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Russia Presses Attacks in Northeast Ukraine, Seeking Buffer Zone on Border

Russian forces continued to advance in northeastern Ukraine on Saturday, closing in on a village about 10 miles (16 km) from the outer edge of Kharkiv and raising fears that the city, Ukraine’s second largest, soon be within range of Russian artillery.

The Ukrainian military said on Saturday that Russian troops attempted to break through its defenses near the village of Lyptsi, located directly north of Kharkiv. The attacks were repelled, but battlefield maps compiled by independent groups analyzing publicly available videos of the fighting show that Russian troops almost reached the outskirts of the village.

The Ukrainian Khartia Brigade, which defends Lyptsi, published a video on Telegram on Friday afternoon showing Russian soldiers advancing on foot towards the village and attacking in small groups between the trees. The brigade said it targeted the Russians with rockets, forcing them to withdraw.

Russian troops opened a new front in northeastern Ukraine a week ago, crossing the border and quickly capturing a dozen settlements in what Ukrainian officials and military analysts described as an attempt to put putting the already numerically inferior Ukrainian forces to the test.

The Khartia brigade, for example, was redeployed from another hot spot on the front, around Ocheretyne, a village in the southeast. Russian forces captured Ocheretyne last month, creating a breach in Ukraine’s defenses.

But experts say another, perhaps more immediate, goal for Russia could be to advance deep enough into Ukrainian territory to push kyiv’s forces away from the border, creating a buffer zone that would prevent Ukrainians to target Russian cities with their artillery. Russian President Vladimir V. Putin said Friday that was the goal of the current offensive.

A buffer zone could also allow Russian forces to get close enough to Kharkiv to bombard it with artillery shells, intensifying Moscow’s campaign to inflict hardship on the city’s residents by hitting residential neighborhoods with airstrikes and targeting its power plants to cut off electricity.

“Such a buffer zone of 10 to 15 kilometers would certainly create a problem for Kharkiv,” said Mykola Bielieskov, a military analyst at Ukraine’s government-run National Institute of Strategic Studies.

Further Russian advances would return Kharkiv, now home to some 1.2 million people, to the situation it faced in the first months of the war. In 2022, Russian troops reached the outer edge of the city, causing hundreds of thousands of people to flee.

Kharkiv Mayor Ihor Terekhov described Russia’s advance toward the city as intended to sow chaos and panic. But he repeated last week that there were no plans to evacuate the population. Instead, the town served as a temporary home to thousands of Ukrainian civilians who fled fighting in the region from villages like Lyptsi or Vovchansk further east.

Kharkiv is not entirely safe, however. In recent months, Russia has increasingly targeted the city with powerful guided missiles called glide bombs, capable of carrying hundreds of tons of explosives, and S-300 anti-aircraft missiles, which Moscow now uses to attack targets on the ground.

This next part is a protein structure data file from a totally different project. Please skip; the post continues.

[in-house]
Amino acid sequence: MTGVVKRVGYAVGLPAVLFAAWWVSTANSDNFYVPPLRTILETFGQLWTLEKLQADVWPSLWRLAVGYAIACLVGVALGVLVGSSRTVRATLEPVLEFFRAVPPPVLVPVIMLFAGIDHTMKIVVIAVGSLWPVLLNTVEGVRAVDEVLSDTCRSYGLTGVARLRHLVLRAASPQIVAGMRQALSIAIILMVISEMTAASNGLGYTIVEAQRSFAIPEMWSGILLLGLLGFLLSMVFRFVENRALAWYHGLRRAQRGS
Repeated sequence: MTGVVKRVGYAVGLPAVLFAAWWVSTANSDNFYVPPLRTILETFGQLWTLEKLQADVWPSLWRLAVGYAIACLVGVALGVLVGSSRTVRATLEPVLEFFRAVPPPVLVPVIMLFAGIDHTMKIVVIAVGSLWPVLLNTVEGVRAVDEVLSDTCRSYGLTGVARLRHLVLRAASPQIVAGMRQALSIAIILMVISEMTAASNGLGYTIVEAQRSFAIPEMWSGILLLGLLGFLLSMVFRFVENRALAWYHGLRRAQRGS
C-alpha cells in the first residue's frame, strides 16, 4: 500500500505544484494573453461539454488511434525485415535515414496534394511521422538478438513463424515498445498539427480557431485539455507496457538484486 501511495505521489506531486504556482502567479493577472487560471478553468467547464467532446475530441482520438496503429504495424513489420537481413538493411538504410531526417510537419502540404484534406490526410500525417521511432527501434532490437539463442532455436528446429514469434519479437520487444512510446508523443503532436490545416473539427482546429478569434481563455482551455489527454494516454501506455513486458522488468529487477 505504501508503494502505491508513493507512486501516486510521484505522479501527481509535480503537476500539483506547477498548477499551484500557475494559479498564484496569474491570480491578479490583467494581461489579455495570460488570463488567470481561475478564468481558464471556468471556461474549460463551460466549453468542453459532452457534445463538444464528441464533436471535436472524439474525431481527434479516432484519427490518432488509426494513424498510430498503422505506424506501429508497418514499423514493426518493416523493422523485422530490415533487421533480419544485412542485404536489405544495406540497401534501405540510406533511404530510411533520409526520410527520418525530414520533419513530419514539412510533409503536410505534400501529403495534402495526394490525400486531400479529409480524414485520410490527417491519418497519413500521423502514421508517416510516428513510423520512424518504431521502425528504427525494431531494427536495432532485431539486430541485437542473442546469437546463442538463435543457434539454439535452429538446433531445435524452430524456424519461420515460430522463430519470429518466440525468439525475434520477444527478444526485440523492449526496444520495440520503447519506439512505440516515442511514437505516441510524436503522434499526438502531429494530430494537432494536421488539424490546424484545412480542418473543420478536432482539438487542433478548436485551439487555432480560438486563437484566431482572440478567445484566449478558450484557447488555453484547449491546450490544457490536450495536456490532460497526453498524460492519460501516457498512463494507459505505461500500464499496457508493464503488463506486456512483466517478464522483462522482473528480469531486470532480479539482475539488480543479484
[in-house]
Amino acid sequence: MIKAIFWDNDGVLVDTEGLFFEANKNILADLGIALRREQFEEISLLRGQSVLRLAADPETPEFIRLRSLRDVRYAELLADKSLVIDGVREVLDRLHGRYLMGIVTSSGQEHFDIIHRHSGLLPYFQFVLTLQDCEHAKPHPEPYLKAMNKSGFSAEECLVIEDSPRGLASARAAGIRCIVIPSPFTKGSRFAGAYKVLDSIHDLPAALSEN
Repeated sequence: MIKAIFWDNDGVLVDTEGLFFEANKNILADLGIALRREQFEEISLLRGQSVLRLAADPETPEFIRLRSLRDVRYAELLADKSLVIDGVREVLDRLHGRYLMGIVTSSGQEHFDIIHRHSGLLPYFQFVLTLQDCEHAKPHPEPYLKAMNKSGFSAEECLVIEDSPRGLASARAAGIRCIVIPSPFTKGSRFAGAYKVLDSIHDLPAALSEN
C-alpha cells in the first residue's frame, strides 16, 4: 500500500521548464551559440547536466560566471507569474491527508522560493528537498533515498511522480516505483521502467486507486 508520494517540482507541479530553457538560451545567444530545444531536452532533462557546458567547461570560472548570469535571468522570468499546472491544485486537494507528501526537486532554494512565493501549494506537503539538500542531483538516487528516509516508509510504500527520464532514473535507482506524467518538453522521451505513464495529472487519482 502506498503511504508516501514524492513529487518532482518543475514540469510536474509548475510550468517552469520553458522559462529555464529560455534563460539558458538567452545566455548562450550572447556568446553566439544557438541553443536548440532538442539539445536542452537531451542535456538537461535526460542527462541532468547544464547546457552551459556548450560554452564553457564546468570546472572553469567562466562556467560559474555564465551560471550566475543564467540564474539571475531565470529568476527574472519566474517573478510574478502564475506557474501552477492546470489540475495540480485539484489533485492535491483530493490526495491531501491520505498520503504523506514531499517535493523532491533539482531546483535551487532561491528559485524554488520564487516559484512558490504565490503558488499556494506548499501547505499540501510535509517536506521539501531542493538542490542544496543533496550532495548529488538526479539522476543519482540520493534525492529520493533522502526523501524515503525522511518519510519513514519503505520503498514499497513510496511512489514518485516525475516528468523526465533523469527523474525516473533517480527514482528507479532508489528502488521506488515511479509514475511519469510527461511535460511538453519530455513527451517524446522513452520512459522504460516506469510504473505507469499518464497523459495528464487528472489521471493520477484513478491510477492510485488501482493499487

“The time it takes for the S-300 missiles to reach Kharkiv is only a few minutes,” Ilya Yevlash, a spokesman for the Ukrainian Air Force, said in an interview this month. “We don’t have time to respond to these threats.”

Only American-made Patriot air defense systems can intercept S-300 missiles fired at short range, Mr. Yevlash said, and Ukraine does not have enough of them. “You can count them on the fingers of one hand,” he said.

Ukrainian officials have urged their Western partners to send more. “We absolutely need air defense to protect Kharkiv” and other cities in northeastern Ukraine, Andriy Yermak, head of President Volodymy Zelensky’s office, said in an interview with the New York Times this week. last. “It’s time.”

Mr Putin said on Friday that Russian forces did not intend to take the city itself. Military experts also say that Russia does not have the necessary forces to carry out such an operation.

Getting closer to Kharkiv, however, will not be an easy task.

Russian forces have so far crossed largely depopulated and poorly fortified areas. The entrance to Lyptsi, which had a pre-war population of 4,000 and is dotted with houses and buildings, will force Russian troops to engage in more difficult street fighting.

Emil Kastehelmi, an analyst with the Finnish group Black Bird, who assessed satellite images and battlefield footage, noted on the social platform X that “a long chain of villages” separates Lyptsi from Kharkiv. Advancing through them one by one, he said, “would force the Russians to fight through more than 17 kilometers of built-up areas.”

In an interview with Agence France-Presse on Saturday, Zelensky said he expected Russia to intensify its offensive in the northeast, possibly opening new fronts elsewhere, such as in the Sumy region, north of Kharkiv.

This would further strain the Ukrainian army, which already has to defend a front line of more than 600 miles. To address the troop shortage, the Ukrainian government has adopted a series of measures aimed at expanding the pool of people who can be conscripted.

A mobilization law passed last month, which provides incentives for volunteers and new sanctions for those who try to evade conscription, came into force on Saturday. Ukrainian men now have two months to update their personal information at military recruitment centers or online, to make it easier for authorities to identify potential conscripts.

Matina Stevis-Gridneff contributed to reporting from Brussels.

News Source : www.nytimes.com
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